Overview of Monastery Beach South

Monastery Beach South

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The most picturesque dive site in the Carmel area, Monastery Beach offers spectacular diving in the rocky, kelp-packed coastline. Do not attempt this dive unless you are advanced, and are comfortable in heavy surf.

Directions: Head South on Highway 1 out of Carmel. Park at the Southern end of the first roadside beach.


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05/05/2013 Buster (Avg: 4.39 Review) - I read a lot about the harsh conditions at this site, but my son and I did an evening and early morning dive in calm seas and it was spectacular. We are avid freedivers and had no problem with entering or exiting, but could see how it could be rough with SCUBA because of the steep entry. Lots of great fish, kelp beds, plants and rock outcroppings. Great 360 degree views from the water. Vis 40+. Felt like we were in Hawaii, except water was 53 deg.

07/20/2012 Rick Wilson (Avg: 5.00 Review) - After reading all the warnings about this site, honestly I thought I was irresponsible for diving here with my 18 year old son, and my heart raced as we entered the water. But it was calm as glass, and we had ZERO issue getting in the water. Had to be one of the top dive experiences of my 36 years diving. Visibility top to bottom (35+ feet), such amazing colors, monster crabs, amazing kelp canopy. Swimming back there was some surge we rode into the shallow water, what a great ride! My advise, do what we did, wait till there are no waves, and have a great dive!

01/27/2011 Pettyfogger (Avg: 4.14 Review) - They didn't nickname this place 'Mortuary Beach' for nothing. This dive venue is, IMHO, good only for those capable of advanced rough water beach diving. I've only been able to do a standing-up exit once there, the rest of the time, like everyone else, I had had to do the 'Monastery Crawl' to get out. The sand is STEEP, making for a monster backwash, with beaucoup rip currents in the middle part of the cove. Leave your SCUBA mouthpiece in your mouth at all times until you are standing on dry sand. If you get knocked over or tumbled by the merciless shore break waves, you need to be able to breathe while getting tossed around under the wave. Hold onto your mouthpiece if you're knocked down and sucked under a wave. If you find you can't make it in with your gear, ditch it and swim in with just your fins - then crawl out pronto. Bodysurfing experience is invaluable to mastering this place, and those familiar only to lakes and quiet boat dives in the tropics are taking their lives in their hands going in here without expert instruction and personal professional dive master. On the positive side, the reefs and sea life are the best California has to offer, and it's nice not having the Lobos rangers breathing down your neck.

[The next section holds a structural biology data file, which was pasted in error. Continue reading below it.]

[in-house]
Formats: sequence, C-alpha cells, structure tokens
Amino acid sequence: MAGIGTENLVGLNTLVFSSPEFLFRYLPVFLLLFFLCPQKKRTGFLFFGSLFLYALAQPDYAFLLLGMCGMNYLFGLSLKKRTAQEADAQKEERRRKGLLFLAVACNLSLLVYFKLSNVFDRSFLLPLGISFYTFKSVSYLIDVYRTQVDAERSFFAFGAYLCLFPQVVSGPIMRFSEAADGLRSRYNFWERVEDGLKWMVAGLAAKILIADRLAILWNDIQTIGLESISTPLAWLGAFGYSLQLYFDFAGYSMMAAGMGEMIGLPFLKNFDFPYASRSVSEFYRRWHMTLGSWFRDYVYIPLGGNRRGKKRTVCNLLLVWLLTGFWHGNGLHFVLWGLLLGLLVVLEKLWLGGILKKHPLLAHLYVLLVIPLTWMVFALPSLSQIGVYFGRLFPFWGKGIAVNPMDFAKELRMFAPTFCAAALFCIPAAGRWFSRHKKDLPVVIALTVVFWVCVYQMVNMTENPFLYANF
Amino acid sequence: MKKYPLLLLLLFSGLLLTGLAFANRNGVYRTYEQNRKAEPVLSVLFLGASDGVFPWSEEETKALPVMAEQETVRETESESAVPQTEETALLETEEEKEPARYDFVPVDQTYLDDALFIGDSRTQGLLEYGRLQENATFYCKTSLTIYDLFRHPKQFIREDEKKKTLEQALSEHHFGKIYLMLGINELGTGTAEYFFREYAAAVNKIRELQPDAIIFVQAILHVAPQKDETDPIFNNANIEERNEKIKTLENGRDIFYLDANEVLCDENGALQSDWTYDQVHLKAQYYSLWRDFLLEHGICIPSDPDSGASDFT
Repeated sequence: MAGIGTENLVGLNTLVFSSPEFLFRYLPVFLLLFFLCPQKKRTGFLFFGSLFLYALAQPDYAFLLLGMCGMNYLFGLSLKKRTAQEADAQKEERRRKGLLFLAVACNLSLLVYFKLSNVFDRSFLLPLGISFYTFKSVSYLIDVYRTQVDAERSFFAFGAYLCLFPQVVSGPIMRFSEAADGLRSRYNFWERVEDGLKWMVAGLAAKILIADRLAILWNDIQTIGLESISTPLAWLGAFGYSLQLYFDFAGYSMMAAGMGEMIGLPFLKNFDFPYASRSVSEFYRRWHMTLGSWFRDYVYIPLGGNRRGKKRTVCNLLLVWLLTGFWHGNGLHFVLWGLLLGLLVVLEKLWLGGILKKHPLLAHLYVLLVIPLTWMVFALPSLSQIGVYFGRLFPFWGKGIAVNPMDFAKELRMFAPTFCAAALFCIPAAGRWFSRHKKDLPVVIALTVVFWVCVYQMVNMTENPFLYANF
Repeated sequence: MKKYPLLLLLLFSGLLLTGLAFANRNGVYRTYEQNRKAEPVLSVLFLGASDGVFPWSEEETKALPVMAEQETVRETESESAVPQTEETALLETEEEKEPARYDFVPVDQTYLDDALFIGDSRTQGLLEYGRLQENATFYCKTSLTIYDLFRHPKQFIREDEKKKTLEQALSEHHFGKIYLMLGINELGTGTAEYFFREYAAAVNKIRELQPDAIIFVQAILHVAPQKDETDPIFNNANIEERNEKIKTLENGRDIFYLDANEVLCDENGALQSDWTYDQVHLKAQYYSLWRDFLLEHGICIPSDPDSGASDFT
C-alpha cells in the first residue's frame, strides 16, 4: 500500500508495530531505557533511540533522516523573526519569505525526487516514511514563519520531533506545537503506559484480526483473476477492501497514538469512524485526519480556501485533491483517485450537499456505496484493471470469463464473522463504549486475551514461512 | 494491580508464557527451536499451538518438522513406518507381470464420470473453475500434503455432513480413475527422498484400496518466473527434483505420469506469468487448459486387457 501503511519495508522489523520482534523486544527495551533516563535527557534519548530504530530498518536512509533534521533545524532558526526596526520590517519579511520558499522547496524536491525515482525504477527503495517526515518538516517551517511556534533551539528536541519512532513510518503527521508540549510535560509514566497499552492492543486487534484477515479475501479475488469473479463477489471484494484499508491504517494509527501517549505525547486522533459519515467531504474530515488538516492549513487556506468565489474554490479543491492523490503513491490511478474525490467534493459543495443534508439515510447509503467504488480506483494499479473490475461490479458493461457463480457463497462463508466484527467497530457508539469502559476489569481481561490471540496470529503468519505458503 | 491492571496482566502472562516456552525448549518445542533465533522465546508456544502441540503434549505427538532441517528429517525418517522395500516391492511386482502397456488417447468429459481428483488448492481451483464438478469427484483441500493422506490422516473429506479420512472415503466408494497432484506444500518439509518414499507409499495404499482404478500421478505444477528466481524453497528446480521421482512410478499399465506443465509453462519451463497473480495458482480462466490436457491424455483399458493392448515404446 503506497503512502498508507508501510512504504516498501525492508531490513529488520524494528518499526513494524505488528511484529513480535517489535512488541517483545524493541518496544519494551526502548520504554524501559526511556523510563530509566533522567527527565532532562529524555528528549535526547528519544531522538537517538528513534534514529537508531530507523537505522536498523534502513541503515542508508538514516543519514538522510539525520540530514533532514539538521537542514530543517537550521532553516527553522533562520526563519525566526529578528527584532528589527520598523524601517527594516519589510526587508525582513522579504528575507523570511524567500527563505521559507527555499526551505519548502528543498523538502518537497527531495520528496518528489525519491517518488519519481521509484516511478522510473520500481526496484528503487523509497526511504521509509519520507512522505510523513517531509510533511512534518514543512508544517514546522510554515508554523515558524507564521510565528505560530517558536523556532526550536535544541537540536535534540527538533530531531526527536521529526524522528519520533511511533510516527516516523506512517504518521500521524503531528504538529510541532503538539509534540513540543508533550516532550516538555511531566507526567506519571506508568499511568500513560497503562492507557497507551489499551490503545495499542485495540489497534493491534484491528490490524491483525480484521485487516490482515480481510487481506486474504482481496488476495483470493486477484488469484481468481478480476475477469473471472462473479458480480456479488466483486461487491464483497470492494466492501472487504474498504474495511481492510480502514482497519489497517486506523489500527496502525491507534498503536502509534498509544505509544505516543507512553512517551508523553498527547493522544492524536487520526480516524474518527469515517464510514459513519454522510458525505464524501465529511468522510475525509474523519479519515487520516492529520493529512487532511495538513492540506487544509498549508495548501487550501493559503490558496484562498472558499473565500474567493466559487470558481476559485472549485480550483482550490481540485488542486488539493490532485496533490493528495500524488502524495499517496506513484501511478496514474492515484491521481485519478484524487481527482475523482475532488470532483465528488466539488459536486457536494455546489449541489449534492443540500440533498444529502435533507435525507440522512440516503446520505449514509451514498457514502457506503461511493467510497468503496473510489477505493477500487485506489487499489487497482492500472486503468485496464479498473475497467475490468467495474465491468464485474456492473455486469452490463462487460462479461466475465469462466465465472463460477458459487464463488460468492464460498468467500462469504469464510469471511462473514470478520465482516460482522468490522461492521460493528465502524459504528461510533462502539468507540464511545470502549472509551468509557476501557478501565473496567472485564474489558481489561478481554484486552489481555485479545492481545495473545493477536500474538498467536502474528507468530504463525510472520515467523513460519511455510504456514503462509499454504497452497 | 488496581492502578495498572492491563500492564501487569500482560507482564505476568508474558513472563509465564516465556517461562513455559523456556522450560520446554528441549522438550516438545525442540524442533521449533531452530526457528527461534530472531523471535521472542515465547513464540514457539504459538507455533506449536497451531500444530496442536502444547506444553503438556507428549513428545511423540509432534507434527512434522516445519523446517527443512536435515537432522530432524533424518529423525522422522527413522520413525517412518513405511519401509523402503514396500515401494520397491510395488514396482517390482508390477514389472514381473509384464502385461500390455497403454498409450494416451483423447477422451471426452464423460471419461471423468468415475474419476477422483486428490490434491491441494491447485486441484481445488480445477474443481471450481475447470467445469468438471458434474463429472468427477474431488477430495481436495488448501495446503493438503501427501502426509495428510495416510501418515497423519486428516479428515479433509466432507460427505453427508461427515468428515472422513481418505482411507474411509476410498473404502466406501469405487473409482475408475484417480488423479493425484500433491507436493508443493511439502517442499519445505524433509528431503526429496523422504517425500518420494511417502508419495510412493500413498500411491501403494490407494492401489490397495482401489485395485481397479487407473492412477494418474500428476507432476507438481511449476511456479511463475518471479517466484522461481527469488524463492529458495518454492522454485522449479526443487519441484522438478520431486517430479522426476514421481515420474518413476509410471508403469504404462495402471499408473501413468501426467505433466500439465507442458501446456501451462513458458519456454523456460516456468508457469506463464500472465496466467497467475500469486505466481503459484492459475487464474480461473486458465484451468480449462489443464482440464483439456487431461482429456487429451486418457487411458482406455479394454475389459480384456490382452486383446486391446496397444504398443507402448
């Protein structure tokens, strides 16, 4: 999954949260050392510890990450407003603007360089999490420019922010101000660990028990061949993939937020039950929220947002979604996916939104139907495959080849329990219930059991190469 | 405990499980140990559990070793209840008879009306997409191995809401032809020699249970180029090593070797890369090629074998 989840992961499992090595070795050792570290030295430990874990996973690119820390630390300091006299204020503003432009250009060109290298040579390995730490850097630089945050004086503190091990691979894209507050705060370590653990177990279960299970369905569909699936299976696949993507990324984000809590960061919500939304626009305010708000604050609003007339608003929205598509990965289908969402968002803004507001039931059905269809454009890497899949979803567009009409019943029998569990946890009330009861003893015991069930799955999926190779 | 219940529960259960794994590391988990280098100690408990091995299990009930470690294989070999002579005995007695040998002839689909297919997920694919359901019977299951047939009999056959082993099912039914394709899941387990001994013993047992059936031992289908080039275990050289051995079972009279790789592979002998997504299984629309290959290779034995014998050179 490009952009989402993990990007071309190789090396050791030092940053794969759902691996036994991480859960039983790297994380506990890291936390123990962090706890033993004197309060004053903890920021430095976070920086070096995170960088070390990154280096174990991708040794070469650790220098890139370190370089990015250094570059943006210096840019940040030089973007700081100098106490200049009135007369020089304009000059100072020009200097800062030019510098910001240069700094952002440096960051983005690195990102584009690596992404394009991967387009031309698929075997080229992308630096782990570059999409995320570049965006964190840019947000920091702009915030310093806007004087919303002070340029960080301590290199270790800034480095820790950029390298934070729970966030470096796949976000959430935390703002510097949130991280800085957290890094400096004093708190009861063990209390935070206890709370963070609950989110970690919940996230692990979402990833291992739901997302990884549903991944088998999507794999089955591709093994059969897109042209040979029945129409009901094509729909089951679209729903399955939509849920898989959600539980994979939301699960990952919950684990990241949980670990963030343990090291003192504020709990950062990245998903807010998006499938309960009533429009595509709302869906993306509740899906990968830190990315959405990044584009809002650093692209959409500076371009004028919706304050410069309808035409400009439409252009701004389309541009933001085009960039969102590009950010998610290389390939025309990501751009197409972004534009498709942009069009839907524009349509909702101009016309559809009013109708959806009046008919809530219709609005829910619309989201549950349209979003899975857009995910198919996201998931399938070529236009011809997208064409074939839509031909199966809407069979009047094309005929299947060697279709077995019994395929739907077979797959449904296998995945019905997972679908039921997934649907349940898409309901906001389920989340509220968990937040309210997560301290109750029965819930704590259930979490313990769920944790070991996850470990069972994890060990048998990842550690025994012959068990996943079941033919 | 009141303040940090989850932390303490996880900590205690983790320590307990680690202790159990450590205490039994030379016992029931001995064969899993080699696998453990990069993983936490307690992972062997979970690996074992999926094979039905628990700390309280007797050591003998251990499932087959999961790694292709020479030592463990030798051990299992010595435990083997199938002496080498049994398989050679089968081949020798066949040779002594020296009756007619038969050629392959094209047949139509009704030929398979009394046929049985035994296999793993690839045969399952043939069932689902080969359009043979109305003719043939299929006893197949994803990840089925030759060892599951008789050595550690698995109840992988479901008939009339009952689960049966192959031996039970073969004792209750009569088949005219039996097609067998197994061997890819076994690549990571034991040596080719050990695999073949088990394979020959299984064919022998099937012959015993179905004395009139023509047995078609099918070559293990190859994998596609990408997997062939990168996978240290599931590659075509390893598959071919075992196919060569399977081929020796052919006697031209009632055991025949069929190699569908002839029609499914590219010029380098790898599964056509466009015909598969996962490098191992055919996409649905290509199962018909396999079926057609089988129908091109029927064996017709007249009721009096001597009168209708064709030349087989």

08/26/2010 Shayne Holderby (Avg: 3.75 Review) - Do Not Dive without a familiar diver or at least read up on entry and exit at beach. Excellent kelp and wall diving, usually better viz. Lots of Jellies in this area. Current has a lot of surge (reduced near the wall). Access to the 'bottom' here at both ends of the beach. Very nice dive site. Snorkeling over the south end kelp bed has many surprises.

04/12/2008 Brian Xavier (Avg: 3.95 Review) - South Monastery is a great dive. Pick a flat day and go in next to the kelp at the south end of the beach. Park as close to the south end of the beach as possible. I used my dolly to move my gear; it saved me some trouble. Be respectful of Monastery- a man told me three people died here a few weeks ago- swept into the ocean. A Master Diver also died here awhile back. He was diving on a 10 foot swell day. Don't be afraid to walk away from this dive- even if you drove a great distance to get here.